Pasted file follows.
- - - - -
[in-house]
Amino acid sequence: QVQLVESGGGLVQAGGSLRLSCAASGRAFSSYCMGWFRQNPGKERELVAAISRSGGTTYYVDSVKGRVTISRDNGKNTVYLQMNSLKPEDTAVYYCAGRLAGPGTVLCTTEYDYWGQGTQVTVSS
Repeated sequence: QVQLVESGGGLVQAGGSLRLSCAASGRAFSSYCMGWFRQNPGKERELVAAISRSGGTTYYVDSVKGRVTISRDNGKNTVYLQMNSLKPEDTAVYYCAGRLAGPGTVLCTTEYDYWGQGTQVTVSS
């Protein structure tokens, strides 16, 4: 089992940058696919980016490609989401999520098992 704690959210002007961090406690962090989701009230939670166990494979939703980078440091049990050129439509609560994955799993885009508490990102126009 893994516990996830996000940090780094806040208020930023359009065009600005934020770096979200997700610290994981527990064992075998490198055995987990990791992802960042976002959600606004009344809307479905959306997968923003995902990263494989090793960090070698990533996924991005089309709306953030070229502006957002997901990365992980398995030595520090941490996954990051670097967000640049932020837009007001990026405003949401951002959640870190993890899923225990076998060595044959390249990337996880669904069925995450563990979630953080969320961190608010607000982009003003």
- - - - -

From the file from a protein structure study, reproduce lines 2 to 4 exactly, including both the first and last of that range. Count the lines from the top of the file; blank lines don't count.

Amino acid sequence: QVQLVESGGGLVQAGGSLRLSCAASGRAFSSYCMGWFRQNPGKERELVAAISRSGGTTYYVDSVKGRVTISRDNGKNTVYLQMNSLKPEDTAVYYCAGRLAGPGTVLCTTEYDYWGQGTQVTVSS
Repeated sequence: QVQLVESGGGLVQAGGSLRLSCAASGRAFSSYCMGWFRQNPGKERELVAAISRSGGTTYYVDSVKGRVTISRDNGKNTVYLQMNSLKPEDTAVYYCAGRLAGPGTVLCTTEYDYWGQGTQVTVSS
């Protein structure tokens, strides 16, 4: 089992940058696919980016490609989401999520098992 704690959210002007961090406690962090989701009230939670166990494979939703980078440091049990050129439509609560994955799993885009508490990102126009 893994516990996830996000940090780094806040208020930023359009065009600005934020770096979200997700610290994981527990064992075998490198055995987990990791992802960042976002959600606004009344809307479905959306997968923003995902990263494989090793960090070698990533996924991005089309709306953030070229502006957002997901990365992980398995030595520090941490996954990051670097967000640049932020837009007001990026405003949401951002959640870190993890899923225990076998060595044959390249990337996880669904069925995450563990979630953080969320961190608010607000982009003003």